Alzheimer’s disease is a prominent disorder of old age: 8 to 15 percent of people over age 65 have Alzheimer’s disease (Ritchie & Kildea, 1995). The prevalence of dementia (most of which is accounted for by Alzheimer’s disease) nearly doubles with every 5 years of age after age 60 (Jorm et al., 1987). Although more women than men have Alzheimer’s disease (that is, the prevalence of the disease appears to be higher among women), this may reflect women’s longer life spans, because studies do not show marked gender differences in incidence rates (Lebowitz et al., 1998). Incidence studies also reveal age-related increases in Alzheimer’s disease (Breteler et al., 1992; Paykel et al., 1994; Hebert et al., 1995; Johansson & Zarit, 1995; Aevarsson & Skoog, 1996). One percent of those age 60 to 64 are affected with dementia; 2 percent of those age 65 to 69; 4 percent of those age 70 to 74; 8 percent of those 75 to 79; 16 percent of those age 80 to 84; and 30 to 45 percent of those age 85 and older (Jorm et al., 1987; Evans et al., 1989).

The “graying of America” is likely to result in an increase in the number of individuals with Alzheimer’s disease, yet shifts in the composition of the affected population also are anticipated. Increased education is correlated with a lower frequency of Alzheimer’s disease (Hill et al., 1993; Katzman, 1993; Stern et al., 1994), and future cohorts are expected to have attained greater levels of education. For example, the portion of those currently 75 years of age and older—those most vulnerable to Alzheimer’s disease—with at least a high school education is 58.7 percent. Of those currently age 60 to 64 who will enter the period of maximum vulnerability by the year 2010, 75.5 percent have at least a high school education. A higher educational level among the at-risk cohort may delay the onset of Alzheimer’s disease and thereby decrease the overall frequency of Alzheimer’s disease (by decreasing the number of individuals who live long enough to enter the period of maximum vulnerability). However, this trend may be counterbalanced or overtaken by greater longevity and longer survival of affected individuals. Specifically, improvements in general health and health care may lengthen the survival of dementia patients, increasing the number of severely affected patients and raising their level of medical comorbidity. Similarly, through dissemination of information to patients and clinicians, better detection, especially of early-stage patients, is expected. Increased use of putative protective agents, such as vitamin E, also may increase the number of patients in the middle phases of the illness (Cummings & Jeste, 1999).

The growing number of patients with Alzheimer’s disease is likely to have serious public health and economic consequences. Direct and indirect costs for medical and long-term care, home care, and loss of productivity for caregivers are estimated at nearly $100 billion each year (Ernst & Hay, 1994; National Institute on Aging, 1996). This economic burden is borne mostly by families of patients with Alzheimer’s disease, although a significant portion of the direct costs is covered by Medicare, Medicaid, and private insurance companies. Costs are especially high among patients with behavioral symptoms, who often require earlier or more frequent institutionalization (Ferris et al., 1987).

Etiology of Alzheimer’s Disease

Biological Factors
The etiology of Alzheimer’s disease is still incompletely understood yet is thought to entail a complex combination of genetic and environmental factors. Genetic factors appear to play a significant role in the pathogenesis of Alzheimer’s disease. In the familial form, Alzheimer’s disease is caused by mutations in chromosomes 21, 14, and 1 and is transmitted in an autosomal dominant mode. Each of these mutations appears to result in overproduction of the protein found in neuritic plaques, B amyloid. Onset of the familial form is usually early, but the course and nature of the disorder appear to be influenced by environmental factors (Cummings et al., 1998b). However, the familial form accounts for only a small proportion of cases of Alzheimer’s disease (less than 5 percent) (Cummings et al., 1998b).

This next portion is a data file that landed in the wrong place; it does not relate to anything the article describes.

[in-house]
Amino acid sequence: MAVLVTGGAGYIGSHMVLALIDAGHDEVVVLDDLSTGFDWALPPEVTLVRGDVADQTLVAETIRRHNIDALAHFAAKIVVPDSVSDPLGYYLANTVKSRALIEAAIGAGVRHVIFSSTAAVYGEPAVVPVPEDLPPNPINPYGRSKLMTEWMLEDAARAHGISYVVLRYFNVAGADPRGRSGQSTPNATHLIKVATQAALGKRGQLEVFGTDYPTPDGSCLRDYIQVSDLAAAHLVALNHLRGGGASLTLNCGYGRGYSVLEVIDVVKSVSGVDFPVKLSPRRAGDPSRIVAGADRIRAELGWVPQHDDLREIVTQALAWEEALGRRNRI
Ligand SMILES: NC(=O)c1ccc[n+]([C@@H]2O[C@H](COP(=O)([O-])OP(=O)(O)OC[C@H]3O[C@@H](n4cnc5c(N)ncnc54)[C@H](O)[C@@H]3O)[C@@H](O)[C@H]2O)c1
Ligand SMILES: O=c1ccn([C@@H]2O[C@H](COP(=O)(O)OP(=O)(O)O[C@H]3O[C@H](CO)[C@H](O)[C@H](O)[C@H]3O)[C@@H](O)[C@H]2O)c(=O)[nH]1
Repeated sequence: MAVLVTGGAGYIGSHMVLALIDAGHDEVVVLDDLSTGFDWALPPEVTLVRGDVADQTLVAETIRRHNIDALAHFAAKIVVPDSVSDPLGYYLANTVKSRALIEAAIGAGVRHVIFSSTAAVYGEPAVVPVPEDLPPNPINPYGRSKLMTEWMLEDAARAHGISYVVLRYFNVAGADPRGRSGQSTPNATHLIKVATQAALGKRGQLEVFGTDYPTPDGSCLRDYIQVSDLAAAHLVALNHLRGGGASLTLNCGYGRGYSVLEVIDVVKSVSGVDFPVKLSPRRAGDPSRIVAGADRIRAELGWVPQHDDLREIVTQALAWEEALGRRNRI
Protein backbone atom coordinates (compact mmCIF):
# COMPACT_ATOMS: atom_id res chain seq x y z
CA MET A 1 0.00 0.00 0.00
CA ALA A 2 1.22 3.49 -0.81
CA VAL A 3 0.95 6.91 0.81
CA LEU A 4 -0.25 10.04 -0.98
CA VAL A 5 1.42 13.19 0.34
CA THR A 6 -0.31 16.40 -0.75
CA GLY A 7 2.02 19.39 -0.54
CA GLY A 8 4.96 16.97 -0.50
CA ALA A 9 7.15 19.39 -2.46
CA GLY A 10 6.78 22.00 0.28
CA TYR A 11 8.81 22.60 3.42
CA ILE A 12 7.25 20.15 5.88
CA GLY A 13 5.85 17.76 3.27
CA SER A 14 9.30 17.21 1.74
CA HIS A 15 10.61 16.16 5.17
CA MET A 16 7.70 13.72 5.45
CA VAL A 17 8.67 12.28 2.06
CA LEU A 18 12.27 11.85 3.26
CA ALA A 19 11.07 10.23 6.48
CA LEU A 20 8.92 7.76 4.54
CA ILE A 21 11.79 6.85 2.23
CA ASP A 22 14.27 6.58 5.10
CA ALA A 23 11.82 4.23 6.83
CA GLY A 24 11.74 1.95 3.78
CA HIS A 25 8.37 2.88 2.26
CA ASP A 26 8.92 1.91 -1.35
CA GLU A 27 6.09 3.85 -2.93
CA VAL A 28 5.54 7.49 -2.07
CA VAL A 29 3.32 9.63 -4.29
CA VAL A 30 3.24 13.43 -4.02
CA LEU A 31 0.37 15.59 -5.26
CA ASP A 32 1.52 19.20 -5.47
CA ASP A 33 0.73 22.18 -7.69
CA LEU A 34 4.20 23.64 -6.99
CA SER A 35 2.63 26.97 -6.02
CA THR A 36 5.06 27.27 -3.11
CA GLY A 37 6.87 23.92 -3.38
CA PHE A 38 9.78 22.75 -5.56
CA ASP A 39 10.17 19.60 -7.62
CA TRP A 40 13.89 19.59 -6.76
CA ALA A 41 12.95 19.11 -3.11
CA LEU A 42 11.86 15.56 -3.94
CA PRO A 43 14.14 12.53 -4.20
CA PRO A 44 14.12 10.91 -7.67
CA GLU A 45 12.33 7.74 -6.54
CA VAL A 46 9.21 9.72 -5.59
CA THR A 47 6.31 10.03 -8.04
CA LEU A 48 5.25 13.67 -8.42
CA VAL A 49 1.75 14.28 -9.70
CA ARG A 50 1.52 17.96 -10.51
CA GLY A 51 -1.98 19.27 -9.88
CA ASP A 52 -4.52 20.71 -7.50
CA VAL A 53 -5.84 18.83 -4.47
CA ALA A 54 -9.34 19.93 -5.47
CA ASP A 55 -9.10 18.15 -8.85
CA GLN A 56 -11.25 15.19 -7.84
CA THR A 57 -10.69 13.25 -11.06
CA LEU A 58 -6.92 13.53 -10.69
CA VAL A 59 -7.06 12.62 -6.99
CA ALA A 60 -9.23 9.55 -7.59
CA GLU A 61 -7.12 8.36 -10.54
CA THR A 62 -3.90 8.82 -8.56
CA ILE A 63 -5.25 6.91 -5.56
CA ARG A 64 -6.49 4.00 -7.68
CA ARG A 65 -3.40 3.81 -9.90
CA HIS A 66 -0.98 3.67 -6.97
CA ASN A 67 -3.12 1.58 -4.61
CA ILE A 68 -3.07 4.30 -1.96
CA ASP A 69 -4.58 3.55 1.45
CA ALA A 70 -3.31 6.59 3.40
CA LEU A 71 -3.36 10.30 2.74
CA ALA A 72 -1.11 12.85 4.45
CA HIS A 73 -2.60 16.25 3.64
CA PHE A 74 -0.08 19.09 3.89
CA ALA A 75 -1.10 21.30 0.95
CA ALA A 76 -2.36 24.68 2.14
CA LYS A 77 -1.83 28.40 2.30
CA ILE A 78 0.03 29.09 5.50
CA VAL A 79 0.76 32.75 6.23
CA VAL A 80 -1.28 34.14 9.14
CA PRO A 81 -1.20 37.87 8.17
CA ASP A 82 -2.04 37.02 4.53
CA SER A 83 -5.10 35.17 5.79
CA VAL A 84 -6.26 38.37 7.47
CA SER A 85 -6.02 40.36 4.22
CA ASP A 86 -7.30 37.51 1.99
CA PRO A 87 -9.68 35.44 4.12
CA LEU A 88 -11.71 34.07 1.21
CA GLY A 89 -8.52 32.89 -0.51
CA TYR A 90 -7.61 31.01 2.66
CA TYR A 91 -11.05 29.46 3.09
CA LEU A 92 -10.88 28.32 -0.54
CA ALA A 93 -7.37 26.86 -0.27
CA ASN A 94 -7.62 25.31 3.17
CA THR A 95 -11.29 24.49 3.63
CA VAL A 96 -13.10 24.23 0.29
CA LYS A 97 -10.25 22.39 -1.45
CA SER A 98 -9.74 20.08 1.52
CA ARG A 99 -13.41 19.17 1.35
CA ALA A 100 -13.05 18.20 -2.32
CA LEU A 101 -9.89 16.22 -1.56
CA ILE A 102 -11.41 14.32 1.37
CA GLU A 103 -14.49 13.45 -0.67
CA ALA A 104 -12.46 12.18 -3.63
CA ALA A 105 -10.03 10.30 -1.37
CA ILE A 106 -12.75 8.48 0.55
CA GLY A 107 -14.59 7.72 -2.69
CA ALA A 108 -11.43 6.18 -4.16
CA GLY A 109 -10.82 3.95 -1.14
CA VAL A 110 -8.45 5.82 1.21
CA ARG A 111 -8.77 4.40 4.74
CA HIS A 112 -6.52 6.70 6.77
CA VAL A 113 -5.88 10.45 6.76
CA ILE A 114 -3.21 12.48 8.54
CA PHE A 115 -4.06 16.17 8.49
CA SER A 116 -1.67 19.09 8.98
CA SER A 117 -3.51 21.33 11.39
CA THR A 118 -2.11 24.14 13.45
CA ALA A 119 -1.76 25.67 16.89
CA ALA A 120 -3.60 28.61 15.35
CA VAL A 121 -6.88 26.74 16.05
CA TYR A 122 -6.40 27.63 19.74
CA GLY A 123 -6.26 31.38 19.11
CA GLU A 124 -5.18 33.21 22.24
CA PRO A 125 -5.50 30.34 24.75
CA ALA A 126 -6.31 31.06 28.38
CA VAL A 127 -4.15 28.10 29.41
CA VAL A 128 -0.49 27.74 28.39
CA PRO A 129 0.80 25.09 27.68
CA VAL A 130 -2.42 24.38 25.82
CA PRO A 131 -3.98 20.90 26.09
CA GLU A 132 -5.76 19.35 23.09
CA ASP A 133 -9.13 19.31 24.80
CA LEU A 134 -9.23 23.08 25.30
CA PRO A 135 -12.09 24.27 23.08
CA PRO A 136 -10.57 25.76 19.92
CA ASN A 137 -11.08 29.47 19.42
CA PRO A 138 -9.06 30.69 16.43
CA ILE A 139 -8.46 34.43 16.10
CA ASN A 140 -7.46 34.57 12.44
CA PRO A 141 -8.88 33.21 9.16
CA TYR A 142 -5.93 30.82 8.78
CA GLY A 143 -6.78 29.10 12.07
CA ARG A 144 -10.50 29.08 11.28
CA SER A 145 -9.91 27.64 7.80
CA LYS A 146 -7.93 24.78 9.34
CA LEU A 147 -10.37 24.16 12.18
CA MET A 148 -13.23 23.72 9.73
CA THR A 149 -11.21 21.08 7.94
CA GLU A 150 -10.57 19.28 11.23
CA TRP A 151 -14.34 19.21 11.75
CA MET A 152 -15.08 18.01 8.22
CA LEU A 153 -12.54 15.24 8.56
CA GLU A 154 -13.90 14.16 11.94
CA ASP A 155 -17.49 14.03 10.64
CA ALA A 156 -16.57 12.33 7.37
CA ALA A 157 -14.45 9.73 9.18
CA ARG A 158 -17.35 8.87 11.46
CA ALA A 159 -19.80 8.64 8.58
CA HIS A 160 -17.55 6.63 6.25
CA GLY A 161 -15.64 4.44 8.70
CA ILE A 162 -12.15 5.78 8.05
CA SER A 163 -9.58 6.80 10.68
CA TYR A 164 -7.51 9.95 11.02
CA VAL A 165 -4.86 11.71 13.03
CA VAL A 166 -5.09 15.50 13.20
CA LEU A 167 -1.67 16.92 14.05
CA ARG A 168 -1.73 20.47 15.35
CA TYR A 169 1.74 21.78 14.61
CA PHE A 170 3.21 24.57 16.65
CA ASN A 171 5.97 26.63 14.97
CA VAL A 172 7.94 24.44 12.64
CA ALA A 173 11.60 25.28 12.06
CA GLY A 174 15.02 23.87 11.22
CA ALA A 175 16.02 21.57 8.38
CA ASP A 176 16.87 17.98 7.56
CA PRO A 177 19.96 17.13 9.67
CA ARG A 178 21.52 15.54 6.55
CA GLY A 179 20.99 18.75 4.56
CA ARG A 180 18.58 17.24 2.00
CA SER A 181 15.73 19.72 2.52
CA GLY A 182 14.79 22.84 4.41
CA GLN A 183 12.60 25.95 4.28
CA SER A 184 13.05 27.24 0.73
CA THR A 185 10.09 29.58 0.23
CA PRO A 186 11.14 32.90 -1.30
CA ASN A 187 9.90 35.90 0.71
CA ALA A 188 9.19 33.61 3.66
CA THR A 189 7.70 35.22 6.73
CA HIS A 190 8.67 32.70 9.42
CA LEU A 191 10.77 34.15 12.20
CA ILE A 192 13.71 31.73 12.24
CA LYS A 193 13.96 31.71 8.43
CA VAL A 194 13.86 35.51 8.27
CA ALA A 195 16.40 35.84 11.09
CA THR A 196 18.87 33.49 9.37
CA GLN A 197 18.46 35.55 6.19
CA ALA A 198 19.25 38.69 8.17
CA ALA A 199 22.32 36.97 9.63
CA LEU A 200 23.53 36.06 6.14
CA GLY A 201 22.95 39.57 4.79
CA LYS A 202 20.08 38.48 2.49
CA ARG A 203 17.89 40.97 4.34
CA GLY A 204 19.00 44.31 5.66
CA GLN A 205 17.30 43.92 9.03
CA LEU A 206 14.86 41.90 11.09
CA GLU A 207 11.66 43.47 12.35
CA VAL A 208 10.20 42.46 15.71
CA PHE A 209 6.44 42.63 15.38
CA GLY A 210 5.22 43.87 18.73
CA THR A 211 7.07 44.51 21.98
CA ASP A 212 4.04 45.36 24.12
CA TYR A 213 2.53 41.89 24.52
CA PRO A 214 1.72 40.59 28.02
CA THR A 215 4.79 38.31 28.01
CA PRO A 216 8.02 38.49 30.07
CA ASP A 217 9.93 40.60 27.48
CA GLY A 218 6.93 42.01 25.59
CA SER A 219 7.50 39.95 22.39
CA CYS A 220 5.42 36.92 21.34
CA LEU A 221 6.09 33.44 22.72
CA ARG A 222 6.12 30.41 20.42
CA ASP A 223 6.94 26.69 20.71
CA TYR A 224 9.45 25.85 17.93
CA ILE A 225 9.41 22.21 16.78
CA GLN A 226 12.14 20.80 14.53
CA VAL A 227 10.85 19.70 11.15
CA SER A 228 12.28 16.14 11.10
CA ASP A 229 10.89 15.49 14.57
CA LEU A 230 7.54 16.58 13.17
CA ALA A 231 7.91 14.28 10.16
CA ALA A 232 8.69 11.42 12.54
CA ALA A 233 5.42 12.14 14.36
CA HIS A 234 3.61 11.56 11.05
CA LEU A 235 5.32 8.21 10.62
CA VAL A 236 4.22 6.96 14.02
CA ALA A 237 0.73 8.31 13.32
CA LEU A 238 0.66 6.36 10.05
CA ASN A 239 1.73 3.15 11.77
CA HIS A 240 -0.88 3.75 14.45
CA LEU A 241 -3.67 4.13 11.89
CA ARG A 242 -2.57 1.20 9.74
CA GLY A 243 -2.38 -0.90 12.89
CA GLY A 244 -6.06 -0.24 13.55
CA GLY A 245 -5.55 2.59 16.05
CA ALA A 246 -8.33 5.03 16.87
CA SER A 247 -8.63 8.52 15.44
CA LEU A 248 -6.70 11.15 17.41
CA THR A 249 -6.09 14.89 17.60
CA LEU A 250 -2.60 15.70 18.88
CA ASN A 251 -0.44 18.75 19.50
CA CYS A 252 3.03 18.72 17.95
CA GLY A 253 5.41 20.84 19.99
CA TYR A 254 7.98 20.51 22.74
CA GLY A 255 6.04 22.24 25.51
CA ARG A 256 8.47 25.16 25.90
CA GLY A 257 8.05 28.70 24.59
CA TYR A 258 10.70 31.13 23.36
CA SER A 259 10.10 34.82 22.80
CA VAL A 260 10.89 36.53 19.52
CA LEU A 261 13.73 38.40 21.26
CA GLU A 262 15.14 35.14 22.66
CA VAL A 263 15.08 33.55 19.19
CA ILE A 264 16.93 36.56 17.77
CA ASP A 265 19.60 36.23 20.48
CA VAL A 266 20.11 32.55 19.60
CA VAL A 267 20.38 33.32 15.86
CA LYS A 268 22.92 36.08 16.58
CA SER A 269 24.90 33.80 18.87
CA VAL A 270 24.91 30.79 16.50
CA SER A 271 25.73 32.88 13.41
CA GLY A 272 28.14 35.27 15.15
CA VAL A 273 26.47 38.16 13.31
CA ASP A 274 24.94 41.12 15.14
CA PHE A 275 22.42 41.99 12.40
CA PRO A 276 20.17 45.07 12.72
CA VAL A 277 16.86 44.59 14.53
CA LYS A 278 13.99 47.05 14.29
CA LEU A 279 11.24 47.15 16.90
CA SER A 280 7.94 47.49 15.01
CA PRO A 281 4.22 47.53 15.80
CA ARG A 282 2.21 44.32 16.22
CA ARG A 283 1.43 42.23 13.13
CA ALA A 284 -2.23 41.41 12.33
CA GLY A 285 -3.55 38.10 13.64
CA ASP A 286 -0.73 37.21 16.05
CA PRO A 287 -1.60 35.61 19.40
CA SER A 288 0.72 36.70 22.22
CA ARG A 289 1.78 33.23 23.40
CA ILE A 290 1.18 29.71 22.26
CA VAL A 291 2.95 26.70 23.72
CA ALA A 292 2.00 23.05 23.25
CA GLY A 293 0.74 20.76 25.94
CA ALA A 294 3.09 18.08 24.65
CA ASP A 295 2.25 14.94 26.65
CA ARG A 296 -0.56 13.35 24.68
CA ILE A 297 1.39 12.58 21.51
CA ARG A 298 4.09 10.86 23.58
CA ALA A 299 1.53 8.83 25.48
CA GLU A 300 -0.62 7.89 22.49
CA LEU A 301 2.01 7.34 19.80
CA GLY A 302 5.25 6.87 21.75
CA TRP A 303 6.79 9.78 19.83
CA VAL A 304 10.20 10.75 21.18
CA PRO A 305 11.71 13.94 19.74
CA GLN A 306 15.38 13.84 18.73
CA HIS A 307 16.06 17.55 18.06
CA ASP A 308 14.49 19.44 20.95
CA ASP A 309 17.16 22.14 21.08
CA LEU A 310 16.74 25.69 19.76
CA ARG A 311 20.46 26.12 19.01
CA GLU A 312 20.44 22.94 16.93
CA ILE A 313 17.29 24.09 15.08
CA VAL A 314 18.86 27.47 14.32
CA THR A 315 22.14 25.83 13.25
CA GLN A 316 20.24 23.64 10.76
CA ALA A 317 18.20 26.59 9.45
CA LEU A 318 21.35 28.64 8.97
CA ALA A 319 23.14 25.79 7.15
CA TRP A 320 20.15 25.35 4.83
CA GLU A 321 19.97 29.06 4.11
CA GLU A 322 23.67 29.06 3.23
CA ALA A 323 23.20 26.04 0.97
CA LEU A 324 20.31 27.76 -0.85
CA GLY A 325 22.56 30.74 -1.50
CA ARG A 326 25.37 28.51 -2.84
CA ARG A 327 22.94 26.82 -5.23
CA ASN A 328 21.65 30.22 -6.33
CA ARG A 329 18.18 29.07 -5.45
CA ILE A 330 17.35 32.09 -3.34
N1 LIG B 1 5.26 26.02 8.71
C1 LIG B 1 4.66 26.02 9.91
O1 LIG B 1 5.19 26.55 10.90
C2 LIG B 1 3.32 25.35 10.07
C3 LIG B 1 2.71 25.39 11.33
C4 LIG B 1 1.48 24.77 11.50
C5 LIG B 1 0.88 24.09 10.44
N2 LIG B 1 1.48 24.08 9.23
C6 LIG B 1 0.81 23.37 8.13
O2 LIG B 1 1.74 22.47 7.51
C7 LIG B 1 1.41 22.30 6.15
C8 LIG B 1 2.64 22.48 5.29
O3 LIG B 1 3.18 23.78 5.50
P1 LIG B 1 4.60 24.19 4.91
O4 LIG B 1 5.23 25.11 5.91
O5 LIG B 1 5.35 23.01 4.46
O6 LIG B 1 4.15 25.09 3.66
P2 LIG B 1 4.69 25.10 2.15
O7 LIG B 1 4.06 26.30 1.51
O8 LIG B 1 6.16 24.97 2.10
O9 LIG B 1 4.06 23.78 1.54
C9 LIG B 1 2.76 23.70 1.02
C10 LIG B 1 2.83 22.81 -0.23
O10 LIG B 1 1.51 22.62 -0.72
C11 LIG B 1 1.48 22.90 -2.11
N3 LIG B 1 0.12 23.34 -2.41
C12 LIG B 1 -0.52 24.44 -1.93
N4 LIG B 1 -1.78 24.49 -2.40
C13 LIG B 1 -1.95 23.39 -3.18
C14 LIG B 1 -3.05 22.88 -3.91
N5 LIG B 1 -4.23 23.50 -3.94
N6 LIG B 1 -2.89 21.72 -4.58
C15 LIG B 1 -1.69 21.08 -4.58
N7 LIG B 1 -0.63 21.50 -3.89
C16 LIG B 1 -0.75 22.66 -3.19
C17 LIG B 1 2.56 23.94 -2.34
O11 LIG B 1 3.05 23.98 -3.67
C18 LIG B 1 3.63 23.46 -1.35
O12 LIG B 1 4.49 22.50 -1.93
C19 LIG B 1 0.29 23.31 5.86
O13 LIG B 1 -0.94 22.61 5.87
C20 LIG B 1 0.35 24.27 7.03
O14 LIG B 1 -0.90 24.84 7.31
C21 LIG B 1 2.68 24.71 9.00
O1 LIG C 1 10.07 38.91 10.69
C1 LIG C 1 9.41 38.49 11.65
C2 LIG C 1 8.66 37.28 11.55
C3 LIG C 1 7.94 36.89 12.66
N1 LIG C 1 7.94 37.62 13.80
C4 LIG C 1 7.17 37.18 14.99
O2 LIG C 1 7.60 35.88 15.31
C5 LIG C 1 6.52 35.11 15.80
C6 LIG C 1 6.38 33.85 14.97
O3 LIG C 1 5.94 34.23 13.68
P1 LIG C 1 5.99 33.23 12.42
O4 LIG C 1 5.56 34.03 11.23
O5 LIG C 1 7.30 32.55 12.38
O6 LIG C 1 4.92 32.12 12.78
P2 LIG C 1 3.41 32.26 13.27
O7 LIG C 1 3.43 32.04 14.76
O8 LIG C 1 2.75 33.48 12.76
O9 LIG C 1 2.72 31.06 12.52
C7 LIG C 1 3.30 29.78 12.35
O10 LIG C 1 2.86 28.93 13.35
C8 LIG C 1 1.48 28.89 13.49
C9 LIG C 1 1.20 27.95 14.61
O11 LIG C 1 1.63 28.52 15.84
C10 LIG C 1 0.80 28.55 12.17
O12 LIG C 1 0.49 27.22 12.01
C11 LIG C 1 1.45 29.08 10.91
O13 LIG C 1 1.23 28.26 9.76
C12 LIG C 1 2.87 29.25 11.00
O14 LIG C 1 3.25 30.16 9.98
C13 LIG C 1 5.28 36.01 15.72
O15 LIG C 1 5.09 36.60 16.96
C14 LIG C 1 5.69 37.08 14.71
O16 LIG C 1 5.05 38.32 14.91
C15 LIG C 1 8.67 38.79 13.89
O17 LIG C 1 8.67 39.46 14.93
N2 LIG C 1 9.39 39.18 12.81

Approximately 50 percent of individuals with a family history of Alzheimer’s disease, if followed into their 80s and 90s, develop the disorder (Mohs et al., 1987). Certain genotypes (the pattern of genetic inheritance in an individual) appear to confer risk for the more common late-onset form of Alzheimer’s disease. For example, the ApoE-e4 allele4 on chromosome 19, which increases the deposition of B amyloid, has been shown to increase risk for developing Alzheimer’s disease (Corder et al., 1993). Other possible candidate genes are under study (Kang et al., 1997).

Other biological risk factors for the development of Alzheimer’s disease include aging and cognitive capacities (Cummings et al., 1998b). The mechanisms by which these traits confer increased risk have not yet been fully determined; however, several neurobiologic changes related to normal aging of the brain may play a role in the increased risk for Alzheimer’s disease with increasing age. These include neuron and synaptic loss, decreased dendritic span, decreased size and density of neurons in the nucleus basalis of Meynert, and lower cortical acetylcholine levels (Cummings et al., 1998b). These findings, as well as extrapolations from the prevalence and incidence curves for Alzheimer’s disease, have led some to suggest that most individuals would eventually develop Alzheimer’s disease if the human life span was extended (for example, to age 120).

Protective Factors

Several protective factors that delay the onset of Alzheimer’s disease have been identified. Genetic endowment with the ApoE-e2 allele decreases the risk for Alzheimer’s disease (Duara et al., 1996), although the mechanism of action is not yet fully understood. Higher educational level also is related to delayed onset of Alzheimer’s disease (Stern et al., 1994; Callahan et al., 1996a). The use of certain medications, such as nonsteroidal anti-inflammatory drugs (Andersen et al., 1995; McGeer et al., 1996) and estrogen replacement therapy (Paganini-Hill & Henderson, 1994), may delay onset of the disorder. Vitamin E and the drug selegiline (also known as deprenyl) appear to delay the occurrence of important milestones in the course of Alzheimer’s disease, including nursing home placement, severe functional impairments even as the disease progresses, and death (Sano et al., 1997).